First Russ Carrington Award announced

Andy Rumming and his family who farm on the upper reaches of the River Thames, are the recipients of the first Russ Carrington Award – which will be awarded annually from now on.

Russ, who led the PFLA for many years, said he was honoured and delighted to be presenting an award that bears his name. However, it is really an award for members – to recognise their hard work, dedication and contributions to the PFLA movement.

He explained that the PFLA team wanted a notable and befitting trophy that could  create a talking point and grab attention. Dung beetles are one of the unsung heroes of pasture eco-systems, and real engineers of soil by helping convert dung into soil. A bronze sculpture is seen as a fitting prize for this award.

Sally-Anne Spence, of dung beetle fame, helped develop the design and model it on a real dung beetle specimen to ensure all details are correct.

The species is Geotrupes spiniger and it’s one of eight species in this group of dung beetles (Dor beetles), which are the UK’s biggest in size and classified as tunnellers.

This species is associated with cattle, sheep and horse dung. It excavates a burrow beneath the dung which it stocks with dung for larval development. Active from May to October, these beetles fly at dusk using their sense of smell through their clubbed antennae.

The award

The award has been made by bronze sculptor Mairi Hunt. Her parents were farmers and sculpture has always been her passion starting from an early age digging clay from the ditches on the farm and turning it into animal sculptures.

Her first full time job was as an apprentice with the acclaimed ceramics company Border Fine Arts specialising in animal sculpture. Following her marriage she travelled widely before returning to her husband’s family home on Dartmoor where they have farmed and raised their two children.

Mairi works from her studio in the beautiful secluded Dartmoor valley where she lives creating original animal sculptures in bronze. Read more about Mairi here

The judges

The team who judged the award represented the diversity of the PFLA membership, in their age, occupation and geographic location. They were:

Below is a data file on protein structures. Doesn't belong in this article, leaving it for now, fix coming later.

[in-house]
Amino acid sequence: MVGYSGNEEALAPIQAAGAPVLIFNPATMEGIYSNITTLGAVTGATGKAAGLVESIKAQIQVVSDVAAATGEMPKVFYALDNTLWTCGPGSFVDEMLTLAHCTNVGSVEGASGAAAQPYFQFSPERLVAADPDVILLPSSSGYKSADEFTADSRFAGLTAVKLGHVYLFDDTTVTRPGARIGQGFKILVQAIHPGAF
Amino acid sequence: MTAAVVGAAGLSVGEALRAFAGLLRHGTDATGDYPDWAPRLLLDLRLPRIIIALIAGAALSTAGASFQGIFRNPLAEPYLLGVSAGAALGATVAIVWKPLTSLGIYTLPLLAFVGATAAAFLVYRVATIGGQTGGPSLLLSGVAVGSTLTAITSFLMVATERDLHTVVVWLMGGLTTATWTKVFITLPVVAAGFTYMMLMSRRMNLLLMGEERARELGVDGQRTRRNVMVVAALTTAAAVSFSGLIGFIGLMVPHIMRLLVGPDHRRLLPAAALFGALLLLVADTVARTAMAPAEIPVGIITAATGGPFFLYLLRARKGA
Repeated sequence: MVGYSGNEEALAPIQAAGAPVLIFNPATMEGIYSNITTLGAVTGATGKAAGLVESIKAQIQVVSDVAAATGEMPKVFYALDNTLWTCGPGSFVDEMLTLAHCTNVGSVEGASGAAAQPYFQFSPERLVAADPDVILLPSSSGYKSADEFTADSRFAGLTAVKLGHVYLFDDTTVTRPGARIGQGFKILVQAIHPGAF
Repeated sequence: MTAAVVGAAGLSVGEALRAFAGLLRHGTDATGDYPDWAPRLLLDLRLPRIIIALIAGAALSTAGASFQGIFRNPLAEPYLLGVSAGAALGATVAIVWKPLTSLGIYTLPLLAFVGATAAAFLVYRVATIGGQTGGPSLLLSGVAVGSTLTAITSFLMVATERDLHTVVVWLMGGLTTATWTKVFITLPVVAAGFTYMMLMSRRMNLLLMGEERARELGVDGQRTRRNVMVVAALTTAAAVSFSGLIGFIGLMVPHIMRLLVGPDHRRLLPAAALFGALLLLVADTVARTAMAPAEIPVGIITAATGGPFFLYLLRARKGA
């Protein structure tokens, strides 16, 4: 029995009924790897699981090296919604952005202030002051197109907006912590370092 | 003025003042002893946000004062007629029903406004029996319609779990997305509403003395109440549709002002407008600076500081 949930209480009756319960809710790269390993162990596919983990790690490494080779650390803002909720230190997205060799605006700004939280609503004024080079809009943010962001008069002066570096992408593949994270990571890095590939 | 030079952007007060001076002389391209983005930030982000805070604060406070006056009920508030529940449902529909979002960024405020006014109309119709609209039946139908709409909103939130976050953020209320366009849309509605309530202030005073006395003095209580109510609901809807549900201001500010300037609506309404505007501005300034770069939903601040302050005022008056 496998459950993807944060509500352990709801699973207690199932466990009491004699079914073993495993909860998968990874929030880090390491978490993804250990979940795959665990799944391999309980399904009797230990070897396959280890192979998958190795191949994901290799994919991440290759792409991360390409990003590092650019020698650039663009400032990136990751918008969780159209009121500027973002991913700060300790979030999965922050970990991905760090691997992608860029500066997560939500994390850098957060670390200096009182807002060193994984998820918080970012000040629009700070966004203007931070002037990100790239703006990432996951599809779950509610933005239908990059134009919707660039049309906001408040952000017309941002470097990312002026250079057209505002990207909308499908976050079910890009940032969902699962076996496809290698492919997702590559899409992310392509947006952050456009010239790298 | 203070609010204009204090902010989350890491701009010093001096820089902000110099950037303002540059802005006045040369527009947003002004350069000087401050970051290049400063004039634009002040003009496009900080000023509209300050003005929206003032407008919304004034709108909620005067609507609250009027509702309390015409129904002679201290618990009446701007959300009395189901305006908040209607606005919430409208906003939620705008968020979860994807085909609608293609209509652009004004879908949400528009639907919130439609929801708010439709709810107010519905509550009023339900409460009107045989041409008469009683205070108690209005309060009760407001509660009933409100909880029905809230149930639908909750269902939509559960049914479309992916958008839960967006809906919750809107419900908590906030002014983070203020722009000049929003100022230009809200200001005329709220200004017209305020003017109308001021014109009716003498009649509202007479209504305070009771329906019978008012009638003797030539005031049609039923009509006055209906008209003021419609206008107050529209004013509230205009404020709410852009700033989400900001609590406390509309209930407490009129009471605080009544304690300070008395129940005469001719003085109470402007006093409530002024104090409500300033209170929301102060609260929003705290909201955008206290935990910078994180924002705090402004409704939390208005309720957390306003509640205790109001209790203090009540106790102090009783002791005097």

• Vicky Robinson, Nuffield Scholar and Natural England project manager, Oxfordshire
  • Olly Spence, young beef farmer, Wiltshire
  • Denise Walton, farmer-butcher-retailer, Scottish Borders
  • Tom Morrison, farmer, Buckinghamshire
  • Russ Carrington

This year’s winner will join the judging panel next year.

Judging criteria

There were five criteria:

  • Innovation
  • Benefit to the PFLA movement
  • Effectiveness of communication
  • Impact
  • The Russ Carrington Factor – incorporating inspiring change, patience, attention to detail, having a ‘we’re all on a journey together’ attitude, identifying how each member has something unique to contribute, building relationships and influencing people

There were three candidates who were all very different, but the scores were remarkably close.

And the winner is…

Andy Rumming who runs a beef enterprise with his father and brother on the Wiltshire/Oxfordshire border. He rapidly developed an online farm shop to continue selling beef once Covid-19 hit and has supported other members and farmers in his area.

He shares much on the PFLA members’ forum, on social media and on PFLA webinars and hosted the PFLA’s first virtual study tour, making it incredibly interactive out in the field and inside his converted 1960’s van which is going to be used for glamping.

He relentlessly promotes both the PFLA to other farmers and Pasture for Life to consumers and is always developing markets for the 5th quarter of his animals, from beef hearts on skewers, to fine leather goods, with high environmental standards and showing that a premium can come from having a nose-to-tail approach.

On hearing the news Andy was surprised and delighted.

“The PFLA are such positive people and are the type that will always say ‘yes’ to whatever the request may be,” he said.

“Belonging to the membership brings many conversations and benefits and has really helped us shape our business. Winning this award is awesome and now means I might have finally to build a mantelpiece to place it on!”

The dung beetle sculpture will be handed to Andy later this year.

To read more about Andy’s farm read a recent article about him in the Stockman Grass Farmer.

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